Figure 6. Distribution of chemicals by potency (Y-axis: module of the vector linking the origin O(0,0) to the chemical's point in a 3D space) and specificity to the AhR pathway (X-axis: the absolute value of the | cos(α)| of the angle between and the AhR axis in a 3D space). Chemicals are represented by their rank in the alphabetically ordered list. Chemicals that are both strong (horizontal blue dashed line: and AhR specific (vertical blue dashed line: ) are in red and their names are listed in the legend on the right.
Figure 7. Distribution of chemicals by potency (Y-axis: module of the vector linking the origin O(0,0) to the chemical's point in a 3D space) and specificity to the Nrf2 pathway (X-axis: the absolute value of the |cos(α)| of the angle between and the AhR axis in a 3D space). Chemicals are represented by their rank in the alphabetically ordered list. The only chemical that is both strong (horizontal blue dashed line: and AhR specific (vertical blue dashed line: ) Sulindac, is in red and it is listed in the legend on the right.
Figure 8. Distribution of chemicals by potency (Y-axis: module of the vector linking the origin O(0,0) to the chemical's point in a 3D space) and specificity to the ATF4 pathway (X-axis: the absolute value of the |cos(α)| of the angle between and the AhR axis in a 3D space). Chemicals are represented by their rank in the alphabetically ordered list. Chemicals that are both strong (horizontal blue dashed line: and AhR specific (vertical blue dashed line: ) are in red and their names are listed in the legend on the right.
Nrf2, ATF4, and AhR are important TFs in toxicological contexts and have well described downstream gene targets (Jennings et al., 2013). Each of these TFs have distinct unrelated upstream activation points, unique gene targets, but also have direct (i.e., via multiple upstream promoter regions) and likely indirect overlaps on some specific gene targets. The AhR protein is a cytosolic protein receptor, where activation via chemical ligand binding causes nuclear translocation, DNA binding to it consensus sequence and RNA transcription. Several toxic compounds including dioxin-like compounds activate AhR. The TF Nrf2 is liberated from its cytosolic inhibitor KEAP1, where the latter is sensitive to electrophiles and ROS. The TF ATF4 is activated via PERK, where PERK is activated when its inhibitor BiP, dissociates from PERK to bind unfolded proteins. All sorts of Endoplasmic Reticulum disturbances can cause an increase in unfolded proteins.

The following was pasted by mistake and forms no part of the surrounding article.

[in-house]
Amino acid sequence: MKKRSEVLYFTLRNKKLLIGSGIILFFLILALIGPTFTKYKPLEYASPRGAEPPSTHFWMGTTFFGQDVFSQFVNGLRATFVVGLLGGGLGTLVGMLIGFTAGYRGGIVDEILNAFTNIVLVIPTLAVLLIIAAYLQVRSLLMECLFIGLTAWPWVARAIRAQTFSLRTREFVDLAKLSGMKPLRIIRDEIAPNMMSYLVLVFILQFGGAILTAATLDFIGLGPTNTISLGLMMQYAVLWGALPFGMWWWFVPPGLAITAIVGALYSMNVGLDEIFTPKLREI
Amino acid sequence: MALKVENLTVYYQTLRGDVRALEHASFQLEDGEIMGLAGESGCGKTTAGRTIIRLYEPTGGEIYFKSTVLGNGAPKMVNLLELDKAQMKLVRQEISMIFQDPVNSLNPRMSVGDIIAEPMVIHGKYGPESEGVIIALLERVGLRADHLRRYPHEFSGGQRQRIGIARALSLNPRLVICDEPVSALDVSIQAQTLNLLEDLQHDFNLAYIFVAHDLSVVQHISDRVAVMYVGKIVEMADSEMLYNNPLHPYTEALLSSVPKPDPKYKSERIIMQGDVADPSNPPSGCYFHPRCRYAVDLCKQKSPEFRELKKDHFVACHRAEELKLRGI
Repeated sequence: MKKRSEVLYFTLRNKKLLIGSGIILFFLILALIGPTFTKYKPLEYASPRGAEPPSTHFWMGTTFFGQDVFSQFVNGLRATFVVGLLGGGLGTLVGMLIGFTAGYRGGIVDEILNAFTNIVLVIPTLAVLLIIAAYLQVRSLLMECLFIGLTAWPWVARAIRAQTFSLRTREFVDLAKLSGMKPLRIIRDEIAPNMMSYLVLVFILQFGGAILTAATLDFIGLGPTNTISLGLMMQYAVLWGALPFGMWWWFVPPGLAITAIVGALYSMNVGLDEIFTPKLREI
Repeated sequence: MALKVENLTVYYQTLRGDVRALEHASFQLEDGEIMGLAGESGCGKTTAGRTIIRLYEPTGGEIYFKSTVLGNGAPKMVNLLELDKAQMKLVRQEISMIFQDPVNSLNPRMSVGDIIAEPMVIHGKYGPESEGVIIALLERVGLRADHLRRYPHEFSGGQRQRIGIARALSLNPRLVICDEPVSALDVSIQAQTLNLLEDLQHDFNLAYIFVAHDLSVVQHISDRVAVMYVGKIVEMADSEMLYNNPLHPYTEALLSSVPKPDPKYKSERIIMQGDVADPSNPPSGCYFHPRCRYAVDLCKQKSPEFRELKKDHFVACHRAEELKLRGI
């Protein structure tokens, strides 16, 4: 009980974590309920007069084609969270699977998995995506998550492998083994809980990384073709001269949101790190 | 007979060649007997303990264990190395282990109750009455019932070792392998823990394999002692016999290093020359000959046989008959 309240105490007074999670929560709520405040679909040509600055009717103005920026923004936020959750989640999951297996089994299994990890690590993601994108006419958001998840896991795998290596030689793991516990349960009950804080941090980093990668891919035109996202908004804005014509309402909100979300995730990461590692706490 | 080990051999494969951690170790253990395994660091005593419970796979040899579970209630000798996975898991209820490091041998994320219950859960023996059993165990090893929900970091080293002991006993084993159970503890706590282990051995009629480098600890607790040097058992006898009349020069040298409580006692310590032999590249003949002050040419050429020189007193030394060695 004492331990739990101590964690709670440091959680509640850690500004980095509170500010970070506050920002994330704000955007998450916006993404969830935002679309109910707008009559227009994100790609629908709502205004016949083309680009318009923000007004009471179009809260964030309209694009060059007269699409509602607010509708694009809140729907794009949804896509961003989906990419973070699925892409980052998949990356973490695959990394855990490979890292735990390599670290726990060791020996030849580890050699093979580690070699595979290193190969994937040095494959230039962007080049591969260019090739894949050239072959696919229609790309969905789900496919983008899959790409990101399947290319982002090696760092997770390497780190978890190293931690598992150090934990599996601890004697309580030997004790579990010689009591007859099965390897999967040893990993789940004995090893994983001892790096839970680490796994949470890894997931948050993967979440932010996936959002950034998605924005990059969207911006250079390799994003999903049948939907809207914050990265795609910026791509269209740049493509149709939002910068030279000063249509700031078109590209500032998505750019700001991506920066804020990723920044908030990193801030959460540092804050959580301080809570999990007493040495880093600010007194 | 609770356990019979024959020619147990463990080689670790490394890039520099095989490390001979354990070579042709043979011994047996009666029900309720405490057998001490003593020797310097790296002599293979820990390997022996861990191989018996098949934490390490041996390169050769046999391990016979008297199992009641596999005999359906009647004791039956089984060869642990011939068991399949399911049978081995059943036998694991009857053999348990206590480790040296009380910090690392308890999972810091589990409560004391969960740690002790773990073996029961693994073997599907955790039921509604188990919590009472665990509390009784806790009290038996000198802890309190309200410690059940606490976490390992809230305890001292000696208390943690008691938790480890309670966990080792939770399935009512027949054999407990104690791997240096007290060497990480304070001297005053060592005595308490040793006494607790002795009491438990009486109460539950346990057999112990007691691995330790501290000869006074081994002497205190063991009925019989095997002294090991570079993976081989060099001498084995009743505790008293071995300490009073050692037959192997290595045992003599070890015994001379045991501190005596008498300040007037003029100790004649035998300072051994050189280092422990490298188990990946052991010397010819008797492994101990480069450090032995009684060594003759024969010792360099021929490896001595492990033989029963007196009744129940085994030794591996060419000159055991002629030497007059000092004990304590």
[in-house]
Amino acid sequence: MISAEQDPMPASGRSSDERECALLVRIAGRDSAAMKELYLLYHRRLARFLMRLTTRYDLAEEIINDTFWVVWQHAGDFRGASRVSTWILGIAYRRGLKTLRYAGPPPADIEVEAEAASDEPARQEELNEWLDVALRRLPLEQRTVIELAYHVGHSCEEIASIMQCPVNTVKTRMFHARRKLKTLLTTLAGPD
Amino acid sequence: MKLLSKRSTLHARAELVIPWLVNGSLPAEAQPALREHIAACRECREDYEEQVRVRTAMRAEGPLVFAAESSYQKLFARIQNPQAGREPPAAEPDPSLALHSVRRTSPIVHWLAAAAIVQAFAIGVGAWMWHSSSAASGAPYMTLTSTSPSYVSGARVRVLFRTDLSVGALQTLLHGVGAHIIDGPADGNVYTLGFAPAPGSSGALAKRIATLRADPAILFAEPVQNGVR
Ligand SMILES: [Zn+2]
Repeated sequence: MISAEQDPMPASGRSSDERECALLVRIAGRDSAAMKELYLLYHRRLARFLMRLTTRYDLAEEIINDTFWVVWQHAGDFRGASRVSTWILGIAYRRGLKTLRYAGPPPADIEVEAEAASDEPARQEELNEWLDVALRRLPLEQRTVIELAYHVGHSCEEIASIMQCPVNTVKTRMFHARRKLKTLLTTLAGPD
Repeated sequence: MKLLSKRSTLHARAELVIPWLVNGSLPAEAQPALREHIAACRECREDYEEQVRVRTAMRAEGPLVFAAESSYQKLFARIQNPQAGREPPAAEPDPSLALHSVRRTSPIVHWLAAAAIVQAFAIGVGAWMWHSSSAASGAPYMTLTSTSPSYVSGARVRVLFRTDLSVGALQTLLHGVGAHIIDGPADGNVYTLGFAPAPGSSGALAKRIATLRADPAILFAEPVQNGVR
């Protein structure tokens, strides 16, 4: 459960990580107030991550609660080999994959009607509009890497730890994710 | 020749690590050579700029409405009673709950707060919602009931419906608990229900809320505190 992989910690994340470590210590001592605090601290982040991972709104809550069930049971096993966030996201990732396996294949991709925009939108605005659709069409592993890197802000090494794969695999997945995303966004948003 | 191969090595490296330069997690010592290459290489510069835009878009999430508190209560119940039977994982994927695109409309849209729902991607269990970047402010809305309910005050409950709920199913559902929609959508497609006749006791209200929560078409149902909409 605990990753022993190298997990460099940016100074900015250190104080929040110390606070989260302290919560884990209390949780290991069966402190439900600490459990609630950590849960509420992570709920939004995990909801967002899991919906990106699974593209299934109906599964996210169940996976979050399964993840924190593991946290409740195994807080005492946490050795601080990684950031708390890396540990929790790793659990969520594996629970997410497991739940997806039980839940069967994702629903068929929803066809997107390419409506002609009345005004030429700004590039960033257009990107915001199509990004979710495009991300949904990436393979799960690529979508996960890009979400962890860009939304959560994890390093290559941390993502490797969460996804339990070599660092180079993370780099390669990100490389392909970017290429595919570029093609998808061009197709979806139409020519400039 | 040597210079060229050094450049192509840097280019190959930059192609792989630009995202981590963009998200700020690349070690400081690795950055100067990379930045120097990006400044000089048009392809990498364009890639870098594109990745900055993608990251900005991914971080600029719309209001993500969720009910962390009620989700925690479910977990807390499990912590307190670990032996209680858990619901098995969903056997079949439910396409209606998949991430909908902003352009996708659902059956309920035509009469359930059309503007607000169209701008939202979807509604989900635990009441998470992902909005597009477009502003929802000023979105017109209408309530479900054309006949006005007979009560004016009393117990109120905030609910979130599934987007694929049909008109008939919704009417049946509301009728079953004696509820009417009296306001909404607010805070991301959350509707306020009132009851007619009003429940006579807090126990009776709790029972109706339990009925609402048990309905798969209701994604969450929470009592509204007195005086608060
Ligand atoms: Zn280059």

Using multiple toxicogenomic databases we investigated the most appropriate activators of these three pathways, where it is expected that the chemical does not directly activate the other two pathways. These compounds were, Benzo(a)pyrene and Omeprazole for AhR, Potassium Bromate and Phorone for Nrf2 and Tunicamycin A for ATF4. All conditions up to and including 24 h were pooled to generate a list of genes allocated to the three pathways (Table 4). This list confirmed the majority of a priori literature based information of “Activated genes” (i.e., upregulated). Although some genes were now reallocated to different pathways. The overlap with “Inhibited genes” (i.e., down regulated), was much poorer. This is too be expected as TF activated gene down regulation is much more complex and is often due to competition for auxiliary transcription facilitating proteins. Cytochrome P450 1A was the central element of the AhR pathway: CYP1A1 is the most prominent gene of this pathway, regardless of the experimental category, followed by CYP1A2. These findings are similar to previous investigations and have been implemented in a systems biology model (Hamon et al., 2014). For the Nrf2 pathway, the prototypical Nrf2 genes (HMOX1, SRXN1, and GCLM) appear in the Nrf2 signature of all datasets, but also in the AhR-Nrf2 overlapping signature for most liver categories. This may reflect the fact that several AhR agonists are themselves metabolized to reactive chemicals via AhR dependent CYP expression. For example benzo(a)pyrene is a substrate of the CYP1 sub family of cytochrome P450 enzymes, and it promotes its own metabolism to reactive epoxide and quinone products (Gelboin, 1980). These metabolic products can lead to oxidative stress and to an activation of the Nrf2 pathway as part of a second line of responses (Burchiel and Luster, 2001). The only activated gene that appears in the ATF4 signature of each of the three studied categories is HERPUD1. In most cases, HERPUD1 also had the highest log2(FC) averages. Overlapping zones show an interaction between AhR and Nrf2, between Nrf2 and ATF4, but a very limited or non-existent interaction between AhR and ATF4 pathways.